The tone of the poem "I taste a liquor never brewed" by Emily Dickinson is rapturous. However, although the poet seems to be describing the rapturous feeling experienced with intoxication or inebriation by alcoholic liquor, this state is in fact brought on by observance of nature.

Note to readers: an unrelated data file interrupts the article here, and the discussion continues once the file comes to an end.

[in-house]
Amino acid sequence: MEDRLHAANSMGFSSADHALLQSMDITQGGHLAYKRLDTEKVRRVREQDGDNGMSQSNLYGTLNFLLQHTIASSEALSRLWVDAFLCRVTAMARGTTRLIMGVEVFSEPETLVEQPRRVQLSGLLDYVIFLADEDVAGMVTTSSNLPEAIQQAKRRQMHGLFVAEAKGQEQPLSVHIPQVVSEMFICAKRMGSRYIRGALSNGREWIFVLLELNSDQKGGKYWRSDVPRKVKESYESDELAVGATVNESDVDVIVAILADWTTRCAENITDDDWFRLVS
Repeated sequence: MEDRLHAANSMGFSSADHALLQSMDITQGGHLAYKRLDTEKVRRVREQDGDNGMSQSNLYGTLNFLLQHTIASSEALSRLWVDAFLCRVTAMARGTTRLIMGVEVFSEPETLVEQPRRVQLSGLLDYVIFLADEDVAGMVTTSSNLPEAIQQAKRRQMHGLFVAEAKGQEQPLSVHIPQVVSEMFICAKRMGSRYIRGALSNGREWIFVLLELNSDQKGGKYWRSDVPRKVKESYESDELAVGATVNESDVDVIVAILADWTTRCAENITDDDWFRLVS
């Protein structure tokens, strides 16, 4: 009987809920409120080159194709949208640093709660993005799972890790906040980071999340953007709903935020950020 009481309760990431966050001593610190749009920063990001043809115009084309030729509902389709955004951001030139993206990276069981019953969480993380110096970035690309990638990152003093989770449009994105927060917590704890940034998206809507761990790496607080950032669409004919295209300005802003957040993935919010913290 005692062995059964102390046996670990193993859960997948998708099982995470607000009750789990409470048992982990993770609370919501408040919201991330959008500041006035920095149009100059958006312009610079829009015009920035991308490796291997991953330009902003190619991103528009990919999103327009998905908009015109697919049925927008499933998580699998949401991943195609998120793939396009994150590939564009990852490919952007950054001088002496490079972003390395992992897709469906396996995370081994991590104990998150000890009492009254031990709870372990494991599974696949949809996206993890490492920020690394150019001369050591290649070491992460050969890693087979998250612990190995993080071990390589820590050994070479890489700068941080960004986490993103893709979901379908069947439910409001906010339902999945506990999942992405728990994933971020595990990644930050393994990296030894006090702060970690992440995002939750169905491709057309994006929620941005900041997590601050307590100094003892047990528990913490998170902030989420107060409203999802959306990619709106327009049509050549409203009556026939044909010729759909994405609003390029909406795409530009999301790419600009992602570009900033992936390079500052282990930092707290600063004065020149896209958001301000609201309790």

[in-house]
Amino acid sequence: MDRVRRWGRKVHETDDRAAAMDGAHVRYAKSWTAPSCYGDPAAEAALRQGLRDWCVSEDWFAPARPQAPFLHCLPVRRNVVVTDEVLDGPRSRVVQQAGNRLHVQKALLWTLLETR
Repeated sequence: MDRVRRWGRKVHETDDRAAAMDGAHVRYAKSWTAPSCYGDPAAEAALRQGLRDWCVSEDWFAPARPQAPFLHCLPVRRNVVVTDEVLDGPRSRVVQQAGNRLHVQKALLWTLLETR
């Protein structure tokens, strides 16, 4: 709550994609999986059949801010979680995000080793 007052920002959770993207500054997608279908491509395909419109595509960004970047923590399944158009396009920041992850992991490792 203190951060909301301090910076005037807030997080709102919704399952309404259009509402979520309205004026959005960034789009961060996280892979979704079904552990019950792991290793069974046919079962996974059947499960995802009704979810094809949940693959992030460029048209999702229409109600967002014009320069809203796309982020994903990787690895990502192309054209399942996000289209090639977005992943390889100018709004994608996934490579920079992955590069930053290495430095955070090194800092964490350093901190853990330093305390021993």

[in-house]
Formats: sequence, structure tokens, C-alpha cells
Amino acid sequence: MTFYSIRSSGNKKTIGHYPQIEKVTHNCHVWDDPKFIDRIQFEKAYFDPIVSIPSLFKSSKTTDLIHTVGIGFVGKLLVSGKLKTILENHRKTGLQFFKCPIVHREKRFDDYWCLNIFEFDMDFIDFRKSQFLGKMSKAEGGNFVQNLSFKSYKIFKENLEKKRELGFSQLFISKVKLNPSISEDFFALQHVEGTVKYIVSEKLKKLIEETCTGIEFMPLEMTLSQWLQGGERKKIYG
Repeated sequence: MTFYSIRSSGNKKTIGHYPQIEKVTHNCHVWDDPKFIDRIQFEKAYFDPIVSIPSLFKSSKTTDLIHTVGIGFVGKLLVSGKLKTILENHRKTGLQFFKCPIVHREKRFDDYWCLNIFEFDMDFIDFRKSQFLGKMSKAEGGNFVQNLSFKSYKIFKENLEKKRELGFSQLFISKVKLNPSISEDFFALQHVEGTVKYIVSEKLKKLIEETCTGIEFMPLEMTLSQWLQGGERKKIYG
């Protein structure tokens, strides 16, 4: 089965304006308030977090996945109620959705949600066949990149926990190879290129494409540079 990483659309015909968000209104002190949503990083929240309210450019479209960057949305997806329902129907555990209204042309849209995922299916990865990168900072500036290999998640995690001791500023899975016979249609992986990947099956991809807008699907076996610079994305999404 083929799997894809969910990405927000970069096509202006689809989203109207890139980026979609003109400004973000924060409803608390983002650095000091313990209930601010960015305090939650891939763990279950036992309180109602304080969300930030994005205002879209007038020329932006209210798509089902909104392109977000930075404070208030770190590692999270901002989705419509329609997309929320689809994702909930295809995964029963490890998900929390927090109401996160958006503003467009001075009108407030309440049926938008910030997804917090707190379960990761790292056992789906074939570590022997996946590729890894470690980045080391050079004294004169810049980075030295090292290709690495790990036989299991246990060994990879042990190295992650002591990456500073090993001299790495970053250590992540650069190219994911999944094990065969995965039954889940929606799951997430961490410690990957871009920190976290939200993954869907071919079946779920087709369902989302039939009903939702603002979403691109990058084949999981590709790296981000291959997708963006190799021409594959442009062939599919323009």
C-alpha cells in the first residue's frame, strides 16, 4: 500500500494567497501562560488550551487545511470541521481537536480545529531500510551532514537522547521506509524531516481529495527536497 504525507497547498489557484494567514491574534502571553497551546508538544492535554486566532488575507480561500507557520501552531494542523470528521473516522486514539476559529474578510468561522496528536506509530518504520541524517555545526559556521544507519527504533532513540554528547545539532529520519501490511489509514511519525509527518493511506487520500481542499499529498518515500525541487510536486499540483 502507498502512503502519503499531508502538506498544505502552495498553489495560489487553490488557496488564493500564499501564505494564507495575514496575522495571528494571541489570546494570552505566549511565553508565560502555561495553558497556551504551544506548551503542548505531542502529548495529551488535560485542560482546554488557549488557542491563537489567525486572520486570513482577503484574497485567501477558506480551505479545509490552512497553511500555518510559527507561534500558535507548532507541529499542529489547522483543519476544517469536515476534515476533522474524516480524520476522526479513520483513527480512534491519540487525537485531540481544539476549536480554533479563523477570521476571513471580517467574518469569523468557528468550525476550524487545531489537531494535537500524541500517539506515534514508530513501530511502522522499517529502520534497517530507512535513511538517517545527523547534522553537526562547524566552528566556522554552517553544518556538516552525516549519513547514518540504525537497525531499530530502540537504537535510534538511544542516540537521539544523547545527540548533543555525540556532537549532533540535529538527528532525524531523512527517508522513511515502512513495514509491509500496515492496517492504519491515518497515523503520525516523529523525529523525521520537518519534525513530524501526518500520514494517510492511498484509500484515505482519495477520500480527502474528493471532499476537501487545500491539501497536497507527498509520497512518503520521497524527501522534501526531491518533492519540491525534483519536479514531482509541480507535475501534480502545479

When people drink alcoholic beverages and become drunk, they may feel dizzy and euphoric as a result of the effects of the alcohol. Dickinson uses this as a metaphor to describe the natural rapturous effect of being in the midst of nature. The "liquor never brewed" does not have to be made, because it occurs naturally. "Inebriate of air" means that the poet becomes inebriated or drunk just by breathing in fresh air. A "debauchee" is someone addicted to excess, such as excess of alcohol; "reeling" means swaying back and forth as if dizzy through drunkenness. A "tippler" is someone who drinks too much liquor. Additionally, the poet writes of observances of bees and butterflies causing her to "drink the more"—in other words, to open her senses more to the wonders of nature. All of these expressions reinforce the tone of rapturous intoxication that suffuses the poem.